Now, you have the wrong tank size for anything other than a single male betta and maybe a pair of nerite snails. Nothing smaller is safe. And no other fish can fit happily in a tank that size. Once the tank finishes cycling, which you need a proper testing kit to find out, you can get a single male betta for that tank and snails if you so desire.
Or you could make it a little shrimp tank, once it gets cycled and established, you could get 8-10 cherry shrimp, they're nice little shrimp, low bioioad and are peaceful, but will need to have a supplemental diet with a tank that hasn't been established for about six months or so, and that can often be tricky.

If you want livebearers, you need a much bigger tank.

A trio of platies would be happy in a 15 gallon, but no more could fit happily, they can get big and are thick bodied, and though normally peaceful will get very aggressive if not given proper space. No livebearer can handle being in groups smaller than three, and though not really schoolers, do prefer company and get stressed and aggressive, also insecure without it. You could get five in a twenty gallon.

Mollies need much more room and groups of 4-5 minimum. They have a VERY high bioload and a tad extra filtration is good(maybe 5-10 gallons more), like very hard, brackish water, with PH no lower than 7.3 and prefer it higher like 7.6+ or so. Brackish settings aren't a must, but are MUCH better for them, and preferred. Mollies need 20 gallons for the smaller ones like balloons, black mollies or gold dusts/gold nuggets. The sailfins, lyretails and such need 30 gallon tanks minimum as they can get 4-7 inches long.

Any of the livebearers that get more than three inches need 30+ gallons, the smaller ones will be fine in a twenty gallon in a proper group. Be sure you get long tanks, not tall ones. More swimming space = happier fish. Especially with these guys.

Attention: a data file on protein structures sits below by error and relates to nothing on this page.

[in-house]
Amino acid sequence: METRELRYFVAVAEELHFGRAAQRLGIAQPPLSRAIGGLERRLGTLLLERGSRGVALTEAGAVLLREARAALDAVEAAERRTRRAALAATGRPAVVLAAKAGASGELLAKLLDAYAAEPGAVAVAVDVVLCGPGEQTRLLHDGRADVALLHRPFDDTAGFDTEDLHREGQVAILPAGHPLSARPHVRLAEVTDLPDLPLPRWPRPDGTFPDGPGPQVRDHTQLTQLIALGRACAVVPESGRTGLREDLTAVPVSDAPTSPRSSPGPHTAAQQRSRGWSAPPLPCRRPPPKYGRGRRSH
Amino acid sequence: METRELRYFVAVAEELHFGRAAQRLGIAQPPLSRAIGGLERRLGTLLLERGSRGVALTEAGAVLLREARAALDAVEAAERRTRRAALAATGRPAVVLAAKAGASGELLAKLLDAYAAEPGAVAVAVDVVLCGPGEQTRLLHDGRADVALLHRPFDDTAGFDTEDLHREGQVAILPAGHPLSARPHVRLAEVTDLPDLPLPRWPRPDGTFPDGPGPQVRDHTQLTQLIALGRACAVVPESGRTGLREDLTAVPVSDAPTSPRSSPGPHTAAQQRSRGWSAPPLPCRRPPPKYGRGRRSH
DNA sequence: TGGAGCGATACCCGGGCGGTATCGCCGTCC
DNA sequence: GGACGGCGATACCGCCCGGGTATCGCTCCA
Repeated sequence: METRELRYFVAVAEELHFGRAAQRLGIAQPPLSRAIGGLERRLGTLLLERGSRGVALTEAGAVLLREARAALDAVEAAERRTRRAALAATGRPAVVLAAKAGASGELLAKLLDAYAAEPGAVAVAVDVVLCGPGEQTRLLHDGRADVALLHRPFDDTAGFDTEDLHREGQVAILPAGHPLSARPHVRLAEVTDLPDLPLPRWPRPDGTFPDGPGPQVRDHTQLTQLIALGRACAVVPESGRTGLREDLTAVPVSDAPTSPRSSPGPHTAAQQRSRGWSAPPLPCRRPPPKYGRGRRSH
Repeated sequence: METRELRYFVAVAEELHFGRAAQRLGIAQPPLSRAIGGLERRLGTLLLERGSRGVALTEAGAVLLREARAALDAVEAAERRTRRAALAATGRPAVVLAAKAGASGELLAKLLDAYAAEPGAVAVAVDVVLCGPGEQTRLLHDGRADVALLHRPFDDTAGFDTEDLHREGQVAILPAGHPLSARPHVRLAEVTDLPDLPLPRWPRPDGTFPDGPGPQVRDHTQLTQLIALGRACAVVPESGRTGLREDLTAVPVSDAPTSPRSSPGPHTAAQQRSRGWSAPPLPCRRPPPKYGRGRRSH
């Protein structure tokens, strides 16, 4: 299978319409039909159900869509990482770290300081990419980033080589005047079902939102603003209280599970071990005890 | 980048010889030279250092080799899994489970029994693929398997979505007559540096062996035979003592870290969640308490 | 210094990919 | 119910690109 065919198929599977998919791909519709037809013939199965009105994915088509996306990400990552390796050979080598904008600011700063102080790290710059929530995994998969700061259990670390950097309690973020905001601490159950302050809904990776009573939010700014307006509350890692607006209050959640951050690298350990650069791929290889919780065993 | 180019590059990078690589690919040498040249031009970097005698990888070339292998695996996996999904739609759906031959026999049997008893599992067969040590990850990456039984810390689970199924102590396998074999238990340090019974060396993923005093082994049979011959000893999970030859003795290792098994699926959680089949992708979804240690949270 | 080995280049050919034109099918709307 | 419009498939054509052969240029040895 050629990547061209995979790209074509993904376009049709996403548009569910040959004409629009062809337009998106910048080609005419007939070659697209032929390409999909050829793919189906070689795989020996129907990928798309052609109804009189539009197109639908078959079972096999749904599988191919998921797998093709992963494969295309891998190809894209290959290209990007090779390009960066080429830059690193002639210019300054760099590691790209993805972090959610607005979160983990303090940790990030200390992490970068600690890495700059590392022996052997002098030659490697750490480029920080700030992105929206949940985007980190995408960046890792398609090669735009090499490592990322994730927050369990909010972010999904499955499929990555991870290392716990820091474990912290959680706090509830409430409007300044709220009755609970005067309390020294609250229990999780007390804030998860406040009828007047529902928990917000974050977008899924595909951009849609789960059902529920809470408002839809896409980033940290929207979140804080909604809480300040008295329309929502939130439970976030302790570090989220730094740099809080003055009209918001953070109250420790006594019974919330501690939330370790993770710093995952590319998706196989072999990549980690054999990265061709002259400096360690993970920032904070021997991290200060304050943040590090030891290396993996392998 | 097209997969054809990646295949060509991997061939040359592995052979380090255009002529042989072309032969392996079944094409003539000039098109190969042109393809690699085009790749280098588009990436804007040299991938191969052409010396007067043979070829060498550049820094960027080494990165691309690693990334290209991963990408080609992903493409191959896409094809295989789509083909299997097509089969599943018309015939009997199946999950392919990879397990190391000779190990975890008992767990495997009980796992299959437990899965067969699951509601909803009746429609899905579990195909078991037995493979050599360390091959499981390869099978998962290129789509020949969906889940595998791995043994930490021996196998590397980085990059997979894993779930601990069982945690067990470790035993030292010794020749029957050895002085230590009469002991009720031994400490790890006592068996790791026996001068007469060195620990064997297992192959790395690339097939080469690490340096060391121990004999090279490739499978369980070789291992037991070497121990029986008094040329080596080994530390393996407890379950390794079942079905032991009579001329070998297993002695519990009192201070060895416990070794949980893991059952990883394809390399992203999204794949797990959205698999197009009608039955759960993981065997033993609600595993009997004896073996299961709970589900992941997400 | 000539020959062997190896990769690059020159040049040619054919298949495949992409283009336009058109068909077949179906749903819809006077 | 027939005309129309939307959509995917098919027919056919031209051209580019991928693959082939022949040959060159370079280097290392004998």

Now with livebearers you have to watch out for babies. In my opinion, they're over-rated as good starter fish because of that little...flaw. lol They have babies all the time and the only way to prevent it is an all male tank, females store sperm for up to a year and can give birth 1-2 times per month to 10-100 babies a go. The adults will not always take are of the problem for you, though often do...and the water quality will be destroyed with too many in there. So be careful. =P Everyone here probably knows by now my thing is livebearers, I always have too many babies, but I have nurseries...still get swamped sometimes though. x.x Most shops will take in your fry, but some places those can be hard to find.

If you decide you don't want livebearers, I'd suggest cherry barbs. They can do fifteen gallon tanks with a group of five, twenty gallons is much better though. Less risk of babies everywhere, they're not too difficult, just research their needs... food needs, as well as what water parameters they need before you get them as you have to have a proper test kit to find out if your stats are right, and if they're stable. All fish prefer stable, make sure it's been stable for at at least two weeks before getting any fish.

So, in short, if you keep the small tank you can have a betta and snails, or shrimp, or a snail tank. lol

If you get a bigger tank, livebearers. I suggest platies or guppies, or Endler's to start out with. They're the easier of the livebearers, Swordtails and mollies can be a bit more difficult and needy.

tashaj 09-02-2013 09:15 AM

Thankyou so much for your help and advice. I have a lot to do!!! Glad I have found a place where I can ask these questions and get help

Sylverclaws 09-02-2013 09:20 AM

Indeed, I wish you the best of luck. Don't be afraid to ask questions on whatever you need to or don't understand! Sometimes it takes a bit to get answers, but people are usually friendly here and willing to lend a hand. =P Ah, I've had my share of problems myself. ^_~ It's nice to have people around who know how to help, and livebearers are certainly my forte.

Ah yes, welcome to TFK! ^_^

I edited my answer a bit if you want to check it over again. lol